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Fidel Castro is dead and history will condemn, not absolve him

Fidel Castro is dead. Yes, the communist sultan finally expired Friday evening, Nov. 25. The news was ushered with an excellent editorial by The Miami Herald that argues Fidel Castro had become irrelevant. The editorial is a concise recapitulation of his life and influence over seven decades. But the truth is that despite having become irrelevant, Fidel leaves behind a twisted legacy of communist tyranny and evil personal dictatorship that cost at least 40,000 lives in Cuba alone and millions of other countless victims of wars, deprivation and suffering throughout Latin America and Africa.

Castro converted one to the happiest, freest and most prosperous nations in Latin America to one of the poorest, desolate and enslaved countries in the world. His revolution was romanticized by the media and American sympathizers, and he was hailed as a great agrarian reformer by the U.S. press. This false acclamation carried him to victory and communism “in our own backyard.”

And still today what a contrast in views attest to his charisma, or rather to his legacy of evil. The Cuban-Americans in freedom are celebrating his death in Miami; the enslaved people of Cuba are getting ready to mourn him, voluntarily or not, ordered by his brother and present ruler, Raul. President-elect Donald Trump called Fidel “a brutal dictator” and hopes the Cuban people will eventually be free. Lame duck President Barack Obama, who ushered in the normalization of relations with Raul and his dictatorship, claims that history is still to judge Fidel and his impact on the world — as if there were any doubt as to the wasteland, the desolation and the suffering of the Cuban people for nearly 70 years.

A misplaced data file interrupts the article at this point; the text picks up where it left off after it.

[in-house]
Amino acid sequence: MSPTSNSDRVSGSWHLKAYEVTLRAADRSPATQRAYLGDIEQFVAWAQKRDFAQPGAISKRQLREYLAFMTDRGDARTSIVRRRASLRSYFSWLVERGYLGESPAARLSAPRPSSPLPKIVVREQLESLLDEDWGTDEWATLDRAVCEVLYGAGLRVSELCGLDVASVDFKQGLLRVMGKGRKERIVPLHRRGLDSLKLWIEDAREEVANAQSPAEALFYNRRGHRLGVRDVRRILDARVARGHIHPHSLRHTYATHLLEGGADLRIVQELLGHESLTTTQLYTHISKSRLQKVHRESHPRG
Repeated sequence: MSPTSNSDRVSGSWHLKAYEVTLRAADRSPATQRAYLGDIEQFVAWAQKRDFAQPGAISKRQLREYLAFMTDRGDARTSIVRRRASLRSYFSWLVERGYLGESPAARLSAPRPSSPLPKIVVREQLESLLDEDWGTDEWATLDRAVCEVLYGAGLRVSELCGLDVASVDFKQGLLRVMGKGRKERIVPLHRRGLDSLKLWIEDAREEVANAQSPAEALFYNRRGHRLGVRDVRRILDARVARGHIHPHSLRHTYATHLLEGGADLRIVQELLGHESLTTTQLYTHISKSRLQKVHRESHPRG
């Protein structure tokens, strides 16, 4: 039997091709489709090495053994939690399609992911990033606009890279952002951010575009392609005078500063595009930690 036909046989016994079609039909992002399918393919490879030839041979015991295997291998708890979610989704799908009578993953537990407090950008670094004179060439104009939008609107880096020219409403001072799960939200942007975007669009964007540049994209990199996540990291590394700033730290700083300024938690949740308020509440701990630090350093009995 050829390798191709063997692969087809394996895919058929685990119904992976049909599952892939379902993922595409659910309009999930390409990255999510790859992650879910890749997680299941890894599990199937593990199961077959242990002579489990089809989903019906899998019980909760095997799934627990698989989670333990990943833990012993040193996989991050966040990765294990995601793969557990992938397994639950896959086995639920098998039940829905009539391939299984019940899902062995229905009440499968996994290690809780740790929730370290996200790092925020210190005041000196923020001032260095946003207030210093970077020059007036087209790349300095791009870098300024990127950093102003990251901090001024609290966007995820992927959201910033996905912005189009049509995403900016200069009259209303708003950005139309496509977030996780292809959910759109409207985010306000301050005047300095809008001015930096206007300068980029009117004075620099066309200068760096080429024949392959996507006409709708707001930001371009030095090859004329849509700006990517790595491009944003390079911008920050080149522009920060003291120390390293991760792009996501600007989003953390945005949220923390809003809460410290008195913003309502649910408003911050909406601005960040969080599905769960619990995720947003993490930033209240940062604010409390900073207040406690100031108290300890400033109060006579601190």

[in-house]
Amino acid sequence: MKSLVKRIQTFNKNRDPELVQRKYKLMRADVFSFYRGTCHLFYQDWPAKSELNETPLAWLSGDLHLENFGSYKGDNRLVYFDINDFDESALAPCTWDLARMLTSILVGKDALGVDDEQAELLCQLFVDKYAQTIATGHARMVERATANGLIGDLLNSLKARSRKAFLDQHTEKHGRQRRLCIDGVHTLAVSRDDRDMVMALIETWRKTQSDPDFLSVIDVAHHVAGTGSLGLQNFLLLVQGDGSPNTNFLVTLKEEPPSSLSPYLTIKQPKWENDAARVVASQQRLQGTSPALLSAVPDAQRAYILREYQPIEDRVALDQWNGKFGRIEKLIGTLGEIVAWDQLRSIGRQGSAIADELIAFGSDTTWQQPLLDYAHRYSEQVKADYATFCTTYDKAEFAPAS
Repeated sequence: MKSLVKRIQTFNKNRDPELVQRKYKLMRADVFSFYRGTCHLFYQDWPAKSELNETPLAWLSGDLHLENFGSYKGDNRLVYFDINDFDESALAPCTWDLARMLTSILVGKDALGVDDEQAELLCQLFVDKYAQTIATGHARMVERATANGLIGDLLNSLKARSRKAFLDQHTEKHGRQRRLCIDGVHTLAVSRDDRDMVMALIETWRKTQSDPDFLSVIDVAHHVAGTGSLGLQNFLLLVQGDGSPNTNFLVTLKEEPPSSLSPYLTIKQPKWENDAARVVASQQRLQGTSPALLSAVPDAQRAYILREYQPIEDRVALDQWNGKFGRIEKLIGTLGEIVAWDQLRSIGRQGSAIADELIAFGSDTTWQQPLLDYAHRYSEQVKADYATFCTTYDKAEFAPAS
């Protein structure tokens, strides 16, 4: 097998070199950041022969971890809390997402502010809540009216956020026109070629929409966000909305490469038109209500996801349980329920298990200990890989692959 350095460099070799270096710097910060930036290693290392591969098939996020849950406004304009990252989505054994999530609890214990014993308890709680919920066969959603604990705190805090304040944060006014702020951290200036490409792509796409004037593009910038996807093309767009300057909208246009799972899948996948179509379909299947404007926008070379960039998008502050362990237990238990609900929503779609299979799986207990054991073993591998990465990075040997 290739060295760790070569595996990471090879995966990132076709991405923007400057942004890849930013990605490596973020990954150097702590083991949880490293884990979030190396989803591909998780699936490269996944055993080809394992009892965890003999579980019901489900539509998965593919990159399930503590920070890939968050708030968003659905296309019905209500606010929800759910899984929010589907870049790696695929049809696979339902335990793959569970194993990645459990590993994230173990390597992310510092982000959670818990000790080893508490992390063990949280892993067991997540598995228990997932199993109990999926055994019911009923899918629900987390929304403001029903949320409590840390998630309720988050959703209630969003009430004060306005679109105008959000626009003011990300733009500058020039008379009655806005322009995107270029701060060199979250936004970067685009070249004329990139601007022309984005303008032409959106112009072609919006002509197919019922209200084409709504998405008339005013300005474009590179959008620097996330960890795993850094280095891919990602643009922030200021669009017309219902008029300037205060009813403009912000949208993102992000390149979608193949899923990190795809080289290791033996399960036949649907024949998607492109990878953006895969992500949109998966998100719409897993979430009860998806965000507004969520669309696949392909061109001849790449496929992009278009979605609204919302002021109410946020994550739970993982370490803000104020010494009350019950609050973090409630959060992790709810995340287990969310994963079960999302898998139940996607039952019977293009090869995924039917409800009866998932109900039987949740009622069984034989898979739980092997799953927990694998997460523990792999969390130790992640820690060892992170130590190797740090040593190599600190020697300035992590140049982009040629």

The truth, though, is that Fidel’s death came as an anticlimax. Like his mentors, the communist mass murderers, Stalin and Mao, he lived too long, pardoned by the furies and the fates destined that he die in his bed peacefully — too late to end suffering and bring about liberty for the Cuban people. And again, like Stalin and Mao, no matter how Fidel's brutal crimes are recounted and exposed to the light of day in the years to come, he will continue to be worshiped by some people, incited by the progressive theoreticians in the ivory towers of academia, who tap on the envy and resentment that some perpetually discontented people always have against their fellowmen and the world.

Miguel A. Faria, M.D. is an Associate Editor in Chief and World Affairs Editor of Surgical Neurology International (SNI). He is President of Haciendapublishing.com, a retired neurosurgeon, and the author of Cuba in Revolution — Escape From a Lost Paradise (2002). His website is http://www.haciendapub.com

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